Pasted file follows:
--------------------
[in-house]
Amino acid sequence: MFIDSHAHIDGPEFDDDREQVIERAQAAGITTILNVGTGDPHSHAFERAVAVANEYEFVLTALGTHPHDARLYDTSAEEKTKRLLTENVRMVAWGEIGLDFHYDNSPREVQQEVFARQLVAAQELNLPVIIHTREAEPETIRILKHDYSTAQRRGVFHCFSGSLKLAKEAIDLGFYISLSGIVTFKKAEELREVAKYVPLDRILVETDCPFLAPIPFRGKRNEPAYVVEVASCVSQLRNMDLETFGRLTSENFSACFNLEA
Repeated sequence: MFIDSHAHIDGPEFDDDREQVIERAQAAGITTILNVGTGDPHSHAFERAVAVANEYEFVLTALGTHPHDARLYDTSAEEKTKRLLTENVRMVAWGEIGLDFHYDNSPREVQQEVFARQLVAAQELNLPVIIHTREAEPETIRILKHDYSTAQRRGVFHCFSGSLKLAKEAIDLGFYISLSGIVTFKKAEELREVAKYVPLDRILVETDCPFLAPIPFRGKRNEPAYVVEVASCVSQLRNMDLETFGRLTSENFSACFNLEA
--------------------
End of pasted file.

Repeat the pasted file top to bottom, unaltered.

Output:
[in-house]
Amino acid sequence: MFIDSHAHIDGPEFDDDREQVIERAQAAGITTILNVGTGDPHSHAFERAVAVANEYEFVLTALGTHPHDARLYDTSAEEKTKRLLTENVRMVAWGEIGLDFHYDNSPREVQQEVFARQLVAAQELNLPVIIHTREAEPETIRILKHDYSTAQRRGVFHCFSGSLKLAKEAIDLGFYISLSGIVTFKKAEELREVAKYVPLDRILVETDCPFLAPIPFRGKRNEPAYVVEVASCVSQLRNMDLETFGRLTSENFSACFNLEA
Repeated sequence: MFIDSHAHIDGPEFDDDREQVIERAQAAGITTILNVGTGDPHSHAFERAVAVANEYEFVLTALGTHPHDARLYDTSAEEKTKRLLTENVRMVAWGEIGLDFHYDNSPREVQQEVFARQLVAAQELNLPVIIHTREAEPETIRILKHDYSTAQRRGVFHCFSGSLKLAKEAIDLGFYISLSGIVTFKKAEELREVAKYVPLDRILVETDCPFLAPIPFRGKRNEPAYVVEVASCVSQLRNMDLETFGRLTSENFSACFNLEA